25/11/2022 – Sustainability / Water / Utilities / Infrastructure / Climate / Future / Resilience
A FLUID TRANSITION – Transforming water systems for future resilience
In order to withstand the modern pressures of both urbanisation and climate change, vital infrastructure across our cities must adapt. According to William Yong, Managing Director of environmental engineering company Binnies Singapore, transformational change through digitalisation and integration across the utilities and water sector will play an increasingly pivotal role in ensuring future resilience.
IN Singapore and across much of the Asia-Pacific region, infrastructure is ageing; it is not built to withstand the modern-day stresses of climate change and rapid industrialisation. As our big cities continue to expand into the future, measures to meet the needs of our cities tomorrow are required today. At the forefront of the climate crisis, city infrastructure must evolve to withstand the impacts of erratic and freak weather events and must cope with increasing demand as populations grow. In order to create resilient, sustainable and future-proof cities, critical infrastructure must adapt to these impacts.
Digitalisation is crucial
The introduction of digital technologies to our water and wastewater systems has the potential to transform vital infrastructure to meet these evolving needs. Across Singapore, newly introduced smart technologies in these settings enables digitalisation across a site’s operations and through to its maintenance and safety procedures. Technologies such as digital twins, which create a digital replica of a physical site, utilise the benefits of artificial intelligence (AI) to optimise, visualise and analyse systems for better decision-making and management. In the water and wastewater context, this means productivity and resource efficiency is maximised and can facilitate early warning and leak detection systems to minimise losses.
Innovative projects that embrace these new processes highlight how technology can be integrated into water plants, future-proofing their operations at the same time as streamlining processes. When combined with processing integrations and improvements to efficiency, the built infrastructure across our cities will withstand the pressures brought by future needs.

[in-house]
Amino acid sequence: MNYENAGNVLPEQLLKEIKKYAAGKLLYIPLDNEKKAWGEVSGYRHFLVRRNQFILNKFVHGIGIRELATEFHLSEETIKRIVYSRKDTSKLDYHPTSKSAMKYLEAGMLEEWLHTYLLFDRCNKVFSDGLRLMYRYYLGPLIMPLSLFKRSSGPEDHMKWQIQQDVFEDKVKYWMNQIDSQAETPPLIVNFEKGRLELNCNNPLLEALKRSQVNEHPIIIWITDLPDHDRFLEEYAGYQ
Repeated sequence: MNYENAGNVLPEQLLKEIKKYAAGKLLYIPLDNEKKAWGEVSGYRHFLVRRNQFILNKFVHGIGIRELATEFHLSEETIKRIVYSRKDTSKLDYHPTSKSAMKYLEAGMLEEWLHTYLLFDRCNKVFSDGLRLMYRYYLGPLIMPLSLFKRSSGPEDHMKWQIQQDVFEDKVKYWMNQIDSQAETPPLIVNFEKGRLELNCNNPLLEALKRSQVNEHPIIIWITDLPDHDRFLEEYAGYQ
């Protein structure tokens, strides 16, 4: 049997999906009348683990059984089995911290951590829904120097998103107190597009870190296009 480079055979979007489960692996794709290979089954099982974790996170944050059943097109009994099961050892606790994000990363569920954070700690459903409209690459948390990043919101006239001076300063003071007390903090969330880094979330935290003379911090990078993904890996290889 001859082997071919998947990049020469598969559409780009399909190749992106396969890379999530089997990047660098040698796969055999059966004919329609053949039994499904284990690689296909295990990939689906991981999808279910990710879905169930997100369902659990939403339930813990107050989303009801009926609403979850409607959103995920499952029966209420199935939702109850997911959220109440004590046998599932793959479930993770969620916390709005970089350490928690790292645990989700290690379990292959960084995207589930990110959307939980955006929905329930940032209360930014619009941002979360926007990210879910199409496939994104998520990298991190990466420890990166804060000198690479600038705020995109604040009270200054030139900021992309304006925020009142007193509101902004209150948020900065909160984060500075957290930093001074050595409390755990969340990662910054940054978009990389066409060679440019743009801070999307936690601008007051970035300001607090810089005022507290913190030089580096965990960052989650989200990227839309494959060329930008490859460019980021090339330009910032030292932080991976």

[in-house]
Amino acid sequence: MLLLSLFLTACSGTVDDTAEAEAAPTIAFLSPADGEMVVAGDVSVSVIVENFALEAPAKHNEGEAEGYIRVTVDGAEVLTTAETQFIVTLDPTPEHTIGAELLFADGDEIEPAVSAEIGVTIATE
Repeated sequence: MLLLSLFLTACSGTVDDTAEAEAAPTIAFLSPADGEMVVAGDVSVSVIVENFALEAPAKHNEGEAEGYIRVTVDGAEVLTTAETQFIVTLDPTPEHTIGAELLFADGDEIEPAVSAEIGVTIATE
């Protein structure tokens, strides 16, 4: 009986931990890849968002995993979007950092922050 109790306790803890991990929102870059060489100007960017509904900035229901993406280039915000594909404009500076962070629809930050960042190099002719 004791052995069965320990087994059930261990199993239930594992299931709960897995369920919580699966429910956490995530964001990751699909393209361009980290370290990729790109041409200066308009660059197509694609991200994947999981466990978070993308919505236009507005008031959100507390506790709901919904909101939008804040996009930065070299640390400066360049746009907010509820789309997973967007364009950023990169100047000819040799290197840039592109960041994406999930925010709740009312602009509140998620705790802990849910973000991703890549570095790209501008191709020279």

Maximising energy and resource efficiency
Growing populations, when combined with the impacts of climate change, place further demands on water and wastewater management services and opportunities to streamline processes will enable the necessary expansion to support sustainable growth. Combining water and waste operations into one integrated site maximises energy and resource efficiency. The Tuas Nexus project in Singapore is a clear example of this – the site integrates used water treatment and solid waste management into a single facility. Taking integrated approaches to resource management presents the further benefit of maximising operations, resulting in less energy- and resource-intensive operations.
Likewise, the expansion of desalination capacity across Singapore is opening up greater resource efficiencies at the same time as increasing water availability. To ensure resilience against changing weather patterns, self-sufficiency in water supply is ever more important. Desalination presents the opportunity to meet the growing need for water by using rain and seawater. Processing local supplies from both sources – as is the case at Keppel Marina East Desalination Plant – offers this much needed flexibility to combat combined climate and population pressures. Reductions in resource and energy use and lower carbon emissions create systems that can sustainably process water and wastewater now and into the future.
Changing the landscape of water treatment practices
Embracing these smart digital technologies alongside integration is vital for the future of water management. If we are to meet the dual challenges of climate change and population growth, efficient water management will become increasingly more vital. Balancing supply against demand at the same time as efficient resource allocation and waste reduction will be pivotal in efforts to manage these modern challenges. Water sustainability must continue to be one of the key focus areas for the water industry in order to promote smart, resilient cities in the future. Sites that are utilising these advances are envisaged to change the landscape of water treatment practices across Asia. Expanding digitalisation and integrations is intrinsic to creating an efficient resource footprint and safeguarding quality, while fostering future sustainability and resilience.
William Yong is Managing Director of Binnies Singapore, which provides intelligent water and environmental solutions using a whole-life-cycle approach to deliver lasting environmental legacies. Mr Yong has 40 years’ experience in the water sector. As a professional mechanical engineer in Singapore, he has led many successful high profile projects, including the A$400m Eastern Treatment Plant Upgrading Project in Melbourne, Australia, and the US$4bn Deep Tunnel Sewerage System Phase 2, the US$2bn Integrated Waste Management Facility and the 136ML/d Jurong Island Seawater Desalination Plant in Singapore.
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